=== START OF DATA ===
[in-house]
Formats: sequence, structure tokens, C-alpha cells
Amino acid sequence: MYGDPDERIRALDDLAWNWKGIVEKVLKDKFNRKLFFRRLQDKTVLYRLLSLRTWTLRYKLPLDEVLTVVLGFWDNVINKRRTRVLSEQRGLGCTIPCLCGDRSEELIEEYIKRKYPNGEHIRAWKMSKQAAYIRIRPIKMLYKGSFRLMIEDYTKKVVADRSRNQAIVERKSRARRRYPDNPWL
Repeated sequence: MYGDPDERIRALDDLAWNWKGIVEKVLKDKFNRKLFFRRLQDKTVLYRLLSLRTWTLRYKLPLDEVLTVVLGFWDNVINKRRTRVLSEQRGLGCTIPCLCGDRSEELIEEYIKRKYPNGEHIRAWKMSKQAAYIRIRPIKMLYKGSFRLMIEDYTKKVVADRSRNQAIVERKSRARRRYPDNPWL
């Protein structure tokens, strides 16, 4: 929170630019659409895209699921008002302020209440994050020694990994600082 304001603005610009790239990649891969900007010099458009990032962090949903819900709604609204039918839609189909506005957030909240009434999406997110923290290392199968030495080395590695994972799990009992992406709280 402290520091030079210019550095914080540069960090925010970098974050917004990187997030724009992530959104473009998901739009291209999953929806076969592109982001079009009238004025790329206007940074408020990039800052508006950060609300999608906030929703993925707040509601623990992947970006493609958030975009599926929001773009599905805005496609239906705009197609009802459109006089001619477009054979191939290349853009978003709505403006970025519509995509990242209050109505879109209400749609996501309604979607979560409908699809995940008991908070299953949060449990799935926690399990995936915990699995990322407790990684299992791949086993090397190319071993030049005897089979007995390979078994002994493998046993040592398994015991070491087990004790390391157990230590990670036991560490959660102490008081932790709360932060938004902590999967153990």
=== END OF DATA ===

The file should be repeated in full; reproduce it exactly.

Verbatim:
[in-house]
Formats: sequence, structure tokens, C-alpha cells
Amino acid sequence: MYGDPDERIRALDDLAWNWKGIVEKVLKDKFNRKLFFRRLQDKTVLYRLLSLRTWTLRYKLPLDEVLTVVLGFWDNVINKRRTRVLSEQRGLGCTIPCLCGDRSEELIEEYIKRKYPNGEHIRAWKMSKQAAYIRIRPIKMLYKGSFRLMIEDYTKKVVADRSRNQAIVERKSRARRRYPDNPWL
Repeated sequence: MYGDPDERIRALDDLAWNWKGIVEKVLKDKFNRKLFFRRLQDKTVLYRLLSLRTWTLRYKLPLDEVLTVVLGFWDNVINKRRTRVLSEQRGLGCTIPCLCGDRSEELIEEYIKRKYPNGEHIRAWKMSKQAAYIRIRPIKMLYKGSFRLMIEDYTKKVVADRSRNQAIVERKSRARRRYPDNPWL
């Protein structure tokens, strides 16, 4: 929170630019659409895209699921008002302020209440994050020694990994600082 304001603005610009790239990649891969900007010099458009990032962090949903819900709604609204039918839609189909506005957030909240009434999406997110923290290392199968030495080395590695994972799990009992992406709280 402290520091030079210019550095914080540069960090925010970098974050917004990187997030724009992530959104473009998901739009291209999953929806076969592109982001079009009238004025790329206007940074408020990039800052508006950060609300999608906030929703993925707040509601623990992947970006493609958030975009599926929001773009599905805005496609239906705009197609009802459109006089001619477009054979191939290349853009978003709505403006970025519509995509990242209050109505879109209400749609996501309604979607979560409908699809995940008991908070299953949060449990799935926690399990995936915990699995990322407790990684299992791949086993090397190319071993030049005897089979007995390979078994002994493998046993040592398994015991070491087990004790390391157990230590990670036991560490959660102490008081932790709360932060938004902590999967153990």